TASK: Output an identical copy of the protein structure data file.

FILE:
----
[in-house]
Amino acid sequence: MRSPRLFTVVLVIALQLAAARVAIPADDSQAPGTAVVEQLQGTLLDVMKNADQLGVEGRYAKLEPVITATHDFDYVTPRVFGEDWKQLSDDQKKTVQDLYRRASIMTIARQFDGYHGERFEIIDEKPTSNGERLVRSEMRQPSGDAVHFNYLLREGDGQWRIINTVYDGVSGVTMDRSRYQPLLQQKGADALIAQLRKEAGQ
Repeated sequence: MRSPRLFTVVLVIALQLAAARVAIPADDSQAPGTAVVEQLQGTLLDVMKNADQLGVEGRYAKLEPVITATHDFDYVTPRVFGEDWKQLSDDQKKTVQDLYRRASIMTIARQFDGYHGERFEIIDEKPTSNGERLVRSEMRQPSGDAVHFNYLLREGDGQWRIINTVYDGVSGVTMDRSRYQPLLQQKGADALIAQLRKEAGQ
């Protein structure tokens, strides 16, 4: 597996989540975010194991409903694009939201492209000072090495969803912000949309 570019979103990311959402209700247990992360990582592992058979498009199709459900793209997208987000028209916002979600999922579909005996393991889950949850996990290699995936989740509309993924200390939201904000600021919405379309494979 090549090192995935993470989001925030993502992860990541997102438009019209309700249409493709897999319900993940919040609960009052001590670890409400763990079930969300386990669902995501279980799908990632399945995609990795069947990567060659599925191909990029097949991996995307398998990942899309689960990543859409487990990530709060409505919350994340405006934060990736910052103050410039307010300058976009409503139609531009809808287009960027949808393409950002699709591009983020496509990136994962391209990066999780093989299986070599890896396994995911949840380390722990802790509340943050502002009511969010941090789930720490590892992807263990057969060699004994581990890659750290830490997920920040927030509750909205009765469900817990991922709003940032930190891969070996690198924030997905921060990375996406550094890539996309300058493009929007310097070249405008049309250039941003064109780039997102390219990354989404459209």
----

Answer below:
[in-house]
Amino acid sequence: MRSPRLFTVVLVIALQLAAARVAIPADDSQAPGTAVVEQLQGTLLDVMKNADQLGVEGRYAKLEPVITATHDFDYVTPRVFGEDWKQLSDDQKKTVQDLYRRASIMTIARQFDGYHGERFEIIDEKPTSNGERLVRSEMRQPSGDAVHFNYLLREGDGQWRIINTVYDGVSGVTMDRSRYQPLLQQKGADALIAQLRKEAGQ
Repeated sequence: MRSPRLFTVVLVIALQLAAARVAIPADDSQAPGTAVVEQLQGTLLDVMKNADQLGVEGRYAKLEPVITATHDFDYVTPRVFGEDWKQLSDDQKKTVQDLYRRASIMTIARQFDGYHGERFEIIDEKPTSNGERLVRSEMRQPSGDAVHFNYLLREGDGQWRIINTVYDGVSGVTMDRSRYQPLLQQKGADALIAQLRKEAGQ
């Protein structure tokens, strides 16, 4: 597996989540975010194991409903694009939201492209000072090495969803912000949309 570019979103990311959402209700247990992360990582592992058979498009199709459900793209997208987000028209916002979600999922579909005996393991889950949850996990290699995936989740509309993924200390939201904000600021919405379309494979 090549090192995935993470989001925030993502992860990541997102438009019209309700249409493709897999319900993940919040609960009052001590670890409400763990079930969300386990669902995501279980799908990632399945995609990795069947990567060659599925191909990029097949991996995307398998990942899309689960990543859409487990990530709060409505919350994340405006934060990736910052103050410039307010300058976009409503139609531009809808287009960027949808393409950002699709591009983020496509990136994962391209990066999780093989299986070599890896396994995911949840380390722990802790509340943050502002009511969010941090789930720490590892992807263990057969060699004994581990890659750290830490997920920040927030509750909205009765469900817990991922709003940032930190891969070996690198924030997905921060990375996406550094890539996309300058493009929007310097070249405008049309250039941003064109780039997102390219990354989404459209």